I’m not sure how many people remember a series from a few years ago called The Unit. A bit of googling reveals it was on CBS from 2006-9, airing 69 episodes over 4 seasons. I’m not sure how I came to watch it in the UK but I somehow ended up with the dvd box set and powered through it. SEAL Team is pretty much the same series, just moved into a world 10 years older for an audience that’s more savvy.
Both series are about special forces teams, the people that get sent in to the most dangerous and complicated situations at home and abroad and both series go to great lengths for authenticity, with all the language, movements, actions and behavoiurs seeming entirely ‘correct’. This is the most satisfying thing about both series, and the most vital. If they didn’t seem credible as elite military unit it wouldn’t work at all. Similarly if they too often disobeyed orders, or the orders didn’t make sense, it would be impossible to accept any of it.
Season 1 of SEAL team neatly split into two halves – the first half establishing the characters while working out of their home base, and the second half following them on deployment to Afghanistan. It’s a very smart decision, giving us a run of standalone episodes to build the characters – starting from their simple definitions (the leader, the right-hand-man, the newbie) and then add secondary notes and depths, and how they function as a team. Then the second half develops into a longer overall story line and pushes them slightly out of their comfort zone (although what is a comfort zone to a Seal team operative is quite scary).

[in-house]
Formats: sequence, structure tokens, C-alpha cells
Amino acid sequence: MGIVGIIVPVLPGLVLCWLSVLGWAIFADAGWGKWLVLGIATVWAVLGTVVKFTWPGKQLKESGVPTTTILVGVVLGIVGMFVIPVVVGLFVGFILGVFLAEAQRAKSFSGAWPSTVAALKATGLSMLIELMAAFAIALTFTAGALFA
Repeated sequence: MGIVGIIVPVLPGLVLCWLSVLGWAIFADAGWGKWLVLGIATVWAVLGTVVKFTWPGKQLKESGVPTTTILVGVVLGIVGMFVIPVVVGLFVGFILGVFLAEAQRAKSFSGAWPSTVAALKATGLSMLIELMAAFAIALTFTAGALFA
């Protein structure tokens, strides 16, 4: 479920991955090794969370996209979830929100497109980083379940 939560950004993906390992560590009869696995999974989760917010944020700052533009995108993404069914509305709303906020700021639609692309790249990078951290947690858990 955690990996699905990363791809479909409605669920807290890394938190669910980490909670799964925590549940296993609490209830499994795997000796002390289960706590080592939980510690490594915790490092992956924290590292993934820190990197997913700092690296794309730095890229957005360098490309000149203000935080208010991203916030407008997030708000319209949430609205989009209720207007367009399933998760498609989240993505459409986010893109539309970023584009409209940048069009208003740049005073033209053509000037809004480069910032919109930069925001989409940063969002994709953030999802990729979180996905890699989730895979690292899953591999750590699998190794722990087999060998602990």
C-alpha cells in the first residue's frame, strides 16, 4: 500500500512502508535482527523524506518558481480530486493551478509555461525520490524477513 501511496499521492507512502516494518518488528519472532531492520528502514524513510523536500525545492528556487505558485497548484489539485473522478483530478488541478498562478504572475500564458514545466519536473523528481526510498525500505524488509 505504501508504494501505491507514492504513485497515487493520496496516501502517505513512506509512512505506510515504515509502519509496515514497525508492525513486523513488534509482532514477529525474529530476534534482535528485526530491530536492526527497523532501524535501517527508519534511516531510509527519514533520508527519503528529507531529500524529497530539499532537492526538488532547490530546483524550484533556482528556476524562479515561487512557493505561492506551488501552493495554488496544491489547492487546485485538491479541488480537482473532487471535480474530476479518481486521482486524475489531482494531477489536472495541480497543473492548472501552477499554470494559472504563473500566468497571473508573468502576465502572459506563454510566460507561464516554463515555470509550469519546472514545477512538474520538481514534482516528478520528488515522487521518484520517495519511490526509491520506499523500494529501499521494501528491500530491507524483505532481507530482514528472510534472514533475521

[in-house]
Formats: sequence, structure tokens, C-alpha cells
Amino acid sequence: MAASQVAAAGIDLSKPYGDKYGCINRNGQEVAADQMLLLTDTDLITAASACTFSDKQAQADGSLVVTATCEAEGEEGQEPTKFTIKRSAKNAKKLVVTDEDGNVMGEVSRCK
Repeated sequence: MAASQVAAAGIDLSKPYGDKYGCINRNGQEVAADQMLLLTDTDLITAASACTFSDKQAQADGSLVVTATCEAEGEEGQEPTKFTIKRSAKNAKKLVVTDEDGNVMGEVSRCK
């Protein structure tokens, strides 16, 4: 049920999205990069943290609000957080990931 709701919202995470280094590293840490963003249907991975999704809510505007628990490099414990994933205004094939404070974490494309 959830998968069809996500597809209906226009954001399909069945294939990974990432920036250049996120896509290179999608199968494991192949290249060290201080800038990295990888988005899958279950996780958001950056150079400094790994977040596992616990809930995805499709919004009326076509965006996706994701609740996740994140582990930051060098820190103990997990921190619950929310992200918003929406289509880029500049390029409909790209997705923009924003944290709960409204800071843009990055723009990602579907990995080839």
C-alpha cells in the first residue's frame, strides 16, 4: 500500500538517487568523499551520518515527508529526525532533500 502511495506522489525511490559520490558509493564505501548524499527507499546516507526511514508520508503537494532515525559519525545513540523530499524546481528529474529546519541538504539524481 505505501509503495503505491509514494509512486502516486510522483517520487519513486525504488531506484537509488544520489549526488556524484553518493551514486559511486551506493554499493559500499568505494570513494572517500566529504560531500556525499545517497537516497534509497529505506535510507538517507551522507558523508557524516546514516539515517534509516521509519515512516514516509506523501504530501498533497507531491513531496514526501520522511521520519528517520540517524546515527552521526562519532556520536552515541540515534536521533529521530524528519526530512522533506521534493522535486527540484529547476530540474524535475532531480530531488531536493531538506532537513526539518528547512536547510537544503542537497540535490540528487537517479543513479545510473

The biggest difference between the two series is that The Unit had a much greater balance between the stories at home, the families left behind and the challenges of being military wives. That is touched upon in Seal team, but it’s always from the point of view of the soldiers. I don’t mind that change to be honest, there were a lot of times in The Unit that it felt that the home stories were forced and verging on melodrama at times. It’s a shame so many of the female characters in Seal team are therefore relegated to guest appearances, but they are still strong characters. There are also women on the team who are never presented as anything other than fully competent.
Neither series is a mindless “boys” action fest. The characters are smart and well rounded, the emotional aspects are never ignored, and the complexity of the situations they are in are well considered. The cast was one of the big draws for me, with several names that I knew could all deliver interesting characters, adding more than was maybe written on the page. Led by David Boreanaz (Angel, Bones) you’ve also got Max Thieriot (Bates Motel), Jessica Pare (Mad Men) and AJ Buckley (CSI New York and Justified) and the guest cast includes people like Alona Tal (Supernatural) and even Michael Irby from The Unit.
I watched about 1/2 the season straight through in a few days before catching up with the live airings. Each story is dealt with efficiently and effectively, I was never bored and I didn’t spot any particular holes or oversights (which is far from common). It will of course not be a show that wins any major awards, and I can’t say it’s a show that necessarily lingers in the mind after you’ve finished watching. But for me, it ticked all the boxes.